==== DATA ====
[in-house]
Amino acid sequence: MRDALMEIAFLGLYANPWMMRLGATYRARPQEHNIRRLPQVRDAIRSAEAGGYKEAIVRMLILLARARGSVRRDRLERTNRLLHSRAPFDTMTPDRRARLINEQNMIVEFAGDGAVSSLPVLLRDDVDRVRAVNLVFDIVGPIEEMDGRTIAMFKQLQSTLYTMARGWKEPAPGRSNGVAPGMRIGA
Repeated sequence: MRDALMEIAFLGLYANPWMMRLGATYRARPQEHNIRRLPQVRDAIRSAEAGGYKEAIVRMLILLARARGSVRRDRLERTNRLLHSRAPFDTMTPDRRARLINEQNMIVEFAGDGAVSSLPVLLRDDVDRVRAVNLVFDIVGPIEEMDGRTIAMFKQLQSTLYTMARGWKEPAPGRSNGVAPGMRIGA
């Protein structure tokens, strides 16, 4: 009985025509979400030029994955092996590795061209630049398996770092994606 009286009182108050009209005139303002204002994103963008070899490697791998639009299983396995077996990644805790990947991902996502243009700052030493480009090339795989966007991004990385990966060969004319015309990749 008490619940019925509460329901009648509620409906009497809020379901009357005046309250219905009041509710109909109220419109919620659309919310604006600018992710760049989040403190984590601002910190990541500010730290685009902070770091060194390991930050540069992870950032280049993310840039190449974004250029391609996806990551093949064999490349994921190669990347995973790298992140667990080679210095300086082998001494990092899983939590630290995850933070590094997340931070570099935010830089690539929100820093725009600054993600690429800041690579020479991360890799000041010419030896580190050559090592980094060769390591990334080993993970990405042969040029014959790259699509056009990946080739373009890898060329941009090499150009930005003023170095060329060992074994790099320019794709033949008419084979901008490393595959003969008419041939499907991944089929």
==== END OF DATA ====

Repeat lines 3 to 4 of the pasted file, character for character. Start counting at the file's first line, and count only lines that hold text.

Repeated sequence: MRDALMEIAFLGLYANPWMMRLGATYRARPQEHNIRRLPQVRDAIRSAEAGGYKEAIVRMLILLARARGSVRRDRLERTNRLLHSRAPFDTMTPDRRARLINEQNMIVEFAGDGAVSSLPVLLRDDVDRVRAVNLVFDIVGPIEEMDGRTIAMFKQLQSTLYTMARGWKEPAPGRSNGVAPGMRIGA
């Protein structure tokens, strides 16, 4: 009985025509979400030029994955092996590795061209630049398996770092994606 009286009182108050009209005139303002204002994103963008070899490697791998639009299983396995077996990644805790990947991902996502243009700052030493480009090339795989966007991004990385990966060969004319015309990749 008490619940019925509460329901009648509620409906009497809020379901009357005046309250219905009041509710109909109220419109919620659309919310604006600018992710760049989040403190984590601002910190990541500010730290685009902070770091060194390991930050540069992870950032280049993310840039190449974004250029391609996806990551093949064999490349994921190669990347995973790298992140667990080679210095300086082998001494990092899983939590630290995850933070590094997340931070570099935010830089690539929100820093725009600054993600690429800041690579020479991360890799000041010419030896580190050559090592980094060769390591990334080993993970990405042969040029014959790259699509056009990946080739373009890898060329941009090499150009930005003023170095060329060992074994790099320019794709033949008419084979901008490393595959003969008419041939499907991944089929």